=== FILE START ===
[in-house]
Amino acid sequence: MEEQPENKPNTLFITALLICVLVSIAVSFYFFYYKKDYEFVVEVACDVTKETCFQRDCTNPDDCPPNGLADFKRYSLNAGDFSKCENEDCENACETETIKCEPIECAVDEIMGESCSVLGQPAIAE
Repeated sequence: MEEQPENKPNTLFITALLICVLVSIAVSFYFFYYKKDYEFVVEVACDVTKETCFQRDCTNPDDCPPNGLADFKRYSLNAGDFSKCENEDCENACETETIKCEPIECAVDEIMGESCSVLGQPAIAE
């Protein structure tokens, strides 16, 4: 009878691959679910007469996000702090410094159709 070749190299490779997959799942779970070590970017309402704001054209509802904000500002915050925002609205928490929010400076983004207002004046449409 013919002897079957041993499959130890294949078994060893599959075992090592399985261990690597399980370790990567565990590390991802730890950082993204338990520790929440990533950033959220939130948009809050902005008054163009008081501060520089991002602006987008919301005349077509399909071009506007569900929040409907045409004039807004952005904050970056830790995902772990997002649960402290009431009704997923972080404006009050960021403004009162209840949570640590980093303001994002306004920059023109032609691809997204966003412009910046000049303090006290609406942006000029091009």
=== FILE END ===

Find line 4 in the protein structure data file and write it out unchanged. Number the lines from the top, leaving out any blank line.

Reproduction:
């Protein structure tokens, strides 16, 4: 009878691959679910007469996000702090410094159709 070749190299490779997959799942779970070590970017309402704001054209509802904000500002915050925002609205928490929010400076983004207002004046449409 013919002897079957041993499959130890294949078994060893599959075992090592399985261990690597399980370790990567565990590390991802730890950082993204338990520790929440990533950033959220939130948009809050902005008054163009008081501060520089991002602006987008919301005349077509399909071009506007569900929040409907045409004039807004952005904050970056830790995902772990997002649960402290009431009704997923972080404006009050960021403004009162209840949570640590980093303001994002306004920059023109032609691809997204966003412009910046000049303090006290609406942006000029091009």